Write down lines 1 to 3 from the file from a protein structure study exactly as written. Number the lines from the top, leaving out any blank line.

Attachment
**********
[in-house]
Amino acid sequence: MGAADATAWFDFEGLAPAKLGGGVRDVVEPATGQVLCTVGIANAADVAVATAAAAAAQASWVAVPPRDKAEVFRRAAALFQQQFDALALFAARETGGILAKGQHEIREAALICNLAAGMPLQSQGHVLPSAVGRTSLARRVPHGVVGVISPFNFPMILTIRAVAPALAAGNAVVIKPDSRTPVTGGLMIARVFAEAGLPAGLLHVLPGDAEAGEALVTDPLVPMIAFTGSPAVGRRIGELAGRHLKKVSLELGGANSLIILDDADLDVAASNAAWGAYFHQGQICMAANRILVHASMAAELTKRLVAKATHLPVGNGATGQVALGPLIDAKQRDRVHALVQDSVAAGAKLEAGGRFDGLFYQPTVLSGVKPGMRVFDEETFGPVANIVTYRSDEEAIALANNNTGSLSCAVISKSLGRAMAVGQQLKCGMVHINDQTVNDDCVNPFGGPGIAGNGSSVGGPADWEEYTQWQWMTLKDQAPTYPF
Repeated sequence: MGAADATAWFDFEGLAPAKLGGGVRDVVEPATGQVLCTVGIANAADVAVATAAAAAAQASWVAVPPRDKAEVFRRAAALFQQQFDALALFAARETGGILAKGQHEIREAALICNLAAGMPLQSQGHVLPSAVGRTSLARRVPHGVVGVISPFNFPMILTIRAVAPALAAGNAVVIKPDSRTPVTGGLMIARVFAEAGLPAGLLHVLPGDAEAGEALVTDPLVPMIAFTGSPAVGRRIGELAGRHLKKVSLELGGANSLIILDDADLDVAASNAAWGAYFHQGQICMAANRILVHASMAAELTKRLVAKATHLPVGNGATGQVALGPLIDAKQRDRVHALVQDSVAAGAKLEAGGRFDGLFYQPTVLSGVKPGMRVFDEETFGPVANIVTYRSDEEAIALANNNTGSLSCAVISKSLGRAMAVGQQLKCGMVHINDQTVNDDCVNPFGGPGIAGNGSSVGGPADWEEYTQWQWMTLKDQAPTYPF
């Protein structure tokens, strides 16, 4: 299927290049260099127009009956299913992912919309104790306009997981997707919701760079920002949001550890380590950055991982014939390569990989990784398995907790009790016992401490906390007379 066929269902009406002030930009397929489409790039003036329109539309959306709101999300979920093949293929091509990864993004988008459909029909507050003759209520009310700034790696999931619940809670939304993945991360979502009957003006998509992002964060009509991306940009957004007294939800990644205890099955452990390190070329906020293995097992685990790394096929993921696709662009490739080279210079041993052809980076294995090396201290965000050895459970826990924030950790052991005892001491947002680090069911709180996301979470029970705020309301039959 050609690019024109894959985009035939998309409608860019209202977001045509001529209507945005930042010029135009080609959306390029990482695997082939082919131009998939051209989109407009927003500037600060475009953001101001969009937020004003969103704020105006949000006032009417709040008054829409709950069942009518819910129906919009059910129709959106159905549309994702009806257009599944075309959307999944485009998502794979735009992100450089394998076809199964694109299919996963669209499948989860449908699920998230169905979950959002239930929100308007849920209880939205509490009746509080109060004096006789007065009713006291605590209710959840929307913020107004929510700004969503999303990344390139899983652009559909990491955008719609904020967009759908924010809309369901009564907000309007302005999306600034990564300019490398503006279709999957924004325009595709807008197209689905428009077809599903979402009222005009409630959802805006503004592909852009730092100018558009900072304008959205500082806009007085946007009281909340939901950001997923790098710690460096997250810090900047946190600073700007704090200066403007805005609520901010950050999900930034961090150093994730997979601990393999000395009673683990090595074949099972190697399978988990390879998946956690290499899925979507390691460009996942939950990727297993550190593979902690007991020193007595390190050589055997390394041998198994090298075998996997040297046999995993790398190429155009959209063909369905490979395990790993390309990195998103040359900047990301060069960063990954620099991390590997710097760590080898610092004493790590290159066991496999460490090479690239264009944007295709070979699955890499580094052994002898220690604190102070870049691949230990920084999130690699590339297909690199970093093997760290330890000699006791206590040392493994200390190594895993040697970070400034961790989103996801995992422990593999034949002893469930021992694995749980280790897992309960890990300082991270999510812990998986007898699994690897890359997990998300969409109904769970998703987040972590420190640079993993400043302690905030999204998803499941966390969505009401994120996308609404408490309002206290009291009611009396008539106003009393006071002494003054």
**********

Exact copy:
[in-house]
Amino acid sequence: MGAADATAWFDFEGLAPAKLGGGVRDVVEPATGQVLCTVGIANAADVAVATAAAAAAQASWVAVPPRDKAEVFRRAAALFQQQFDALALFAARETGGILAKGQHEIREAALICNLAAGMPLQSQGHVLPSAVGRTSLARRVPHGVVGVISPFNFPMILTIRAVAPALAAGNAVVIKPDSRTPVTGGLMIARVFAEAGLPAGLLHVLPGDAEAGEALVTDPLVPMIAFTGSPAVGRRIGELAGRHLKKVSLELGGANSLIILDDADLDVAASNAAWGAYFHQGQICMAANRILVHASMAAELTKRLVAKATHLPVGNGATGQVALGPLIDAKQRDRVHALVQDSVAAGAKLEAGGRFDGLFYQPTVLSGVKPGMRVFDEETFGPVANIVTYRSDEEAIALANNNTGSLSCAVISKSLGRAMAVGQQLKCGMVHINDQTVNDDCVNPFGGPGIAGNGSSVGGPADWEEYTQWQWMTLKDQAPTYPF
Repeated sequence: MGAADATAWFDFEGLAPAKLGGGVRDVVEPATGQVLCTVGIANAADVAVATAAAAAAQASWVAVPPRDKAEVFRRAAALFQQQFDALALFAARETGGILAKGQHEIREAALICNLAAGMPLQSQGHVLPSAVGRTSLARRVPHGVVGVISPFNFPMILTIRAVAPALAAGNAVVIKPDSRTPVTGGLMIARVFAEAGLPAGLLHVLPGDAEAGEALVTDPLVPMIAFTGSPAVGRRIGELAGRHLKKVSLELGGANSLIILDDADLDVAASNAAWGAYFHQGQICMAANRILVHASMAAELTKRLVAKATHLPVGNGATGQVALGPLIDAKQRDRVHALVQDSVAAGAKLEAGGRFDGLFYQPTVLSGVKPGMRVFDEETFGPVANIVTYRSDEEAIALANNNTGSLSCAVISKSLGRAMAVGQQLKCGMVHINDQTVNDDCVNPFGGPGIAGNGSSVGGPADWEEYTQWQWMTLKDQAPTYPF